I was a Senior Civil Servant in the Business Department and Cabinet Office. I then became Chief Executive of the Better Regulation Executive, the postal industry regulator Postcomm, and the Competition Commission.
Working in government can be great fun and very rewarding. It is good to work to improve the lives of fellow citizens, you get to influence important decisions, and you get to meet some fascinating people, a good number of them as colleagues. But new arrivals discover that they are subject to a bewildering mixture of rules, procedures and guidance. And those who have never worked in government find it difficult to understand what is going on. I have therefore compiled three websites:
- Understanding the Civil Service provides information about, and examines the skills and effectiveness of, the UK Civil Service*.
- Understanding Regulation aims to provide a similar authoritative but accessible introduction to the activities of UK regulators.
- Understanding Local Government aims to provide a similarly authoritative but accessible introduction to local government in the UK.
All three sites aim to avoid technicality, whilst offering broadly accurate information and a balanced range of views. Please do email me (see below) if you have any suggestions for ways in which the site might be improved, or if you would like to draw attention to any views or interesting material which might be included.
I also edit two general interest websites:
- An introduction to, and history of, Vauxhall, Kennington and the Oval in South London, and
- Pictures and history of surviving Second World War Anderson Air-Raid Shelters.
Books etc. I have published several short books and PDFs in order to provide different ways of accessing the material in (or originally in) these websites. Further information is here. I encourage you to join my mailing list so that I can tell you about future or amended publications.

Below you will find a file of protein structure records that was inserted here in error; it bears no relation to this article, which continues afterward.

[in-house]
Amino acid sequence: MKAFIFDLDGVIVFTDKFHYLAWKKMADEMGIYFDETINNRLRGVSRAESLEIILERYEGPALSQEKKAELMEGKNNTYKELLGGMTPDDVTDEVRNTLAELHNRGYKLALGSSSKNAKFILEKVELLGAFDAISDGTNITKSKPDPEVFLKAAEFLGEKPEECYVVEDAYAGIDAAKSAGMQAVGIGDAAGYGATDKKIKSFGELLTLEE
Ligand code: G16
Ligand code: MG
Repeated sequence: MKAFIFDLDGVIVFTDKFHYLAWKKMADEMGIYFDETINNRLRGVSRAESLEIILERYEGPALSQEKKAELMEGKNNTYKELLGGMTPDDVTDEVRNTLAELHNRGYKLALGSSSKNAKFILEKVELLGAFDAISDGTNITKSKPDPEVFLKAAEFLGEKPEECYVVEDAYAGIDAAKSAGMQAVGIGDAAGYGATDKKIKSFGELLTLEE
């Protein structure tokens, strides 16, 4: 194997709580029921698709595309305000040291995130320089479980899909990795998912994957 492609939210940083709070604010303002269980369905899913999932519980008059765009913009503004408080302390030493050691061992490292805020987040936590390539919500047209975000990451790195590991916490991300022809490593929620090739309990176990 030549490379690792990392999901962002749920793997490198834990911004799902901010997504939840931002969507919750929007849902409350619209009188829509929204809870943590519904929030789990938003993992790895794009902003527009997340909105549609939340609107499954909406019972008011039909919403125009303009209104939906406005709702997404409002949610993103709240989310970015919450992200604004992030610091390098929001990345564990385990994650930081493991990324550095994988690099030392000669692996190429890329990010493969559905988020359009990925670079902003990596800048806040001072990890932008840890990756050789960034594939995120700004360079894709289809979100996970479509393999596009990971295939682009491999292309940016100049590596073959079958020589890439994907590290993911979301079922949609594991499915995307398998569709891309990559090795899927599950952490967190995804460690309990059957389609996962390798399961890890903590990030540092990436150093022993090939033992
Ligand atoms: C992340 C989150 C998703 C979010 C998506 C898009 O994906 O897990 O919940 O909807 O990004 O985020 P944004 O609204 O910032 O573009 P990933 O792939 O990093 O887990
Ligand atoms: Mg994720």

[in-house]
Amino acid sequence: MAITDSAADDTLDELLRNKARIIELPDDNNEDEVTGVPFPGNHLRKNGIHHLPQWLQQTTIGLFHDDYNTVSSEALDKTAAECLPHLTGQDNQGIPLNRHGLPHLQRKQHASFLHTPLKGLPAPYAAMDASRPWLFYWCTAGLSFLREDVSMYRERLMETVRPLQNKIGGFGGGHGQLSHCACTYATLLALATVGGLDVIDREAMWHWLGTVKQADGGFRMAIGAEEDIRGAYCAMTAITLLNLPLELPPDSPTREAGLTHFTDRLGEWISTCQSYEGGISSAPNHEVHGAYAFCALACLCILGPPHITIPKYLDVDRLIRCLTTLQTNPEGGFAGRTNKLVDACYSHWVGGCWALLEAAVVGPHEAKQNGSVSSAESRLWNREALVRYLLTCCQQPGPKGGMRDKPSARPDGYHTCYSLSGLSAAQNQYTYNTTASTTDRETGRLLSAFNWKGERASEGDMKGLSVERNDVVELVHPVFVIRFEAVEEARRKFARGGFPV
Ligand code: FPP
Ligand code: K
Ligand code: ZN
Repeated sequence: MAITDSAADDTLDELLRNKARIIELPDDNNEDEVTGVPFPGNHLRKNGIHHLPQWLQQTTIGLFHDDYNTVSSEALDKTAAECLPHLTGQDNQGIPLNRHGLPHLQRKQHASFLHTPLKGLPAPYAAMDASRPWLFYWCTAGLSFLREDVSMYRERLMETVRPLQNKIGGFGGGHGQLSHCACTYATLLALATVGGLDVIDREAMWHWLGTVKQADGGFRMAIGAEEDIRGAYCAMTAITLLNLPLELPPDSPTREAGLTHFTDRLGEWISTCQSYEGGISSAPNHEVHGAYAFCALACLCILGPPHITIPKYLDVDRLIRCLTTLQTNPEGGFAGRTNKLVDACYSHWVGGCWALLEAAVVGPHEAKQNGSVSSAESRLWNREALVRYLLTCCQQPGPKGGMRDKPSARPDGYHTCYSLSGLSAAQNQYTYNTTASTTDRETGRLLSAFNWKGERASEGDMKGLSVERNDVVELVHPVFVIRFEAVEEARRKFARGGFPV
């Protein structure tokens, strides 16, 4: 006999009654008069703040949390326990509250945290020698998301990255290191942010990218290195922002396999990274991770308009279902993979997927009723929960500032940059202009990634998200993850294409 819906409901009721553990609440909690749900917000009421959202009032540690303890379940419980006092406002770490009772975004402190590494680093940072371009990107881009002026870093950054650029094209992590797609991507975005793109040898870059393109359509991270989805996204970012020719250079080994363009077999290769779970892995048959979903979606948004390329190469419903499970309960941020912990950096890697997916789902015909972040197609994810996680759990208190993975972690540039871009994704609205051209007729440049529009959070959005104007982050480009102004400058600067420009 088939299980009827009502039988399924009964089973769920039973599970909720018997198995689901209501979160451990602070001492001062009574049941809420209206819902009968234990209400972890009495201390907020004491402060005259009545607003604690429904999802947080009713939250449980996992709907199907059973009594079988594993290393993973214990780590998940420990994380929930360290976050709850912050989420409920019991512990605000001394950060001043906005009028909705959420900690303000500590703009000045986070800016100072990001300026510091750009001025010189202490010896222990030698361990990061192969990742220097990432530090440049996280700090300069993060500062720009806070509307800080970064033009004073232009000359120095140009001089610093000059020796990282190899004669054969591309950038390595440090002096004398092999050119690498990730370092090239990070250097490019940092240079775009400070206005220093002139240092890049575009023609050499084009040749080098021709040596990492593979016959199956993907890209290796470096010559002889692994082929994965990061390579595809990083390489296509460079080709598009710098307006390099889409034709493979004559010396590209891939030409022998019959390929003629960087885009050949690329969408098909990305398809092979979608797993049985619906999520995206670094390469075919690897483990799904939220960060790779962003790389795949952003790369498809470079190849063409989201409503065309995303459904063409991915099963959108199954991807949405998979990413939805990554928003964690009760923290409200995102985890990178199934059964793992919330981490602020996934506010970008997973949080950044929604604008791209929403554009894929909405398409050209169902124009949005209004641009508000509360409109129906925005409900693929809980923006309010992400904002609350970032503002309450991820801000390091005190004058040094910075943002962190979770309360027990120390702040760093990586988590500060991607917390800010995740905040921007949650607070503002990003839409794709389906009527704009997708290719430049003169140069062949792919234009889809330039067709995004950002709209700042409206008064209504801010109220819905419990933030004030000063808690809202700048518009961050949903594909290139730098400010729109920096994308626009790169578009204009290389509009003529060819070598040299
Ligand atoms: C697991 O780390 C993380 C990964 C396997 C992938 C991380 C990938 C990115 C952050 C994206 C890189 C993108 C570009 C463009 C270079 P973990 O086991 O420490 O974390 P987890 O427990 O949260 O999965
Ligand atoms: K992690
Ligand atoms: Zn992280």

Academic Citation:- Much of the content in these websites draw on, and link to, published documents which should be referenced where possible. Most of the other webpages are several years old and I can't remember when each one was first published. They are also updated from time to time. I cannot therefore provide full academic citations. I understand, however, that most examiners, tutors, referees etc. will accept citations which include a full URL together with the date that the page was accessed.
Copyright:- Please feel free to use and share material from this website under the terms of the appropriate Creative Commons Licence. But please also take every opportunity to tell others where you found the material so that they too can explore these sites. I have myself, where appropriate and possible, sought copyright approval for my use of images etc. on these sites. Otherwise, I rely on the 'fair use' exemption in S.107 of the Copyright Act.
Many of the Understanding Local Government pages were written by Ian Briggs .
Please follow the @ukcivilservant Twitter feed if you would like to know when new material is added to either site.
You might also like to follow my occasional newsletter.
* A note from Martin about the Civil Servant website:-
'I aim to provide accurate information and helpful commentary. I believe that most civil servants - and most experienced Ministers - would agree with most of what I have written, but I am equally sure that none would agree with every word. Please therefore do not hesitate to contact me if you spot inaccurate or out-of-date information, or strongly disagree with the views expressed in any of the commentaries.
I should also stress that the advice in this website does not directly deal with the challenges facing the vast majority of civil servants who do not work in central departments, but carry out vital work in Executive Agencies and local offices. It also does not deal with the special circumstances of those working in Scotland, Wales or Northern Ireland. I apologise to such colleagues, but I hope that they, too, will find the advice and information interesting, if only because it will tell them something about the working methods of those whose decisions have such a large influence on their working lives.'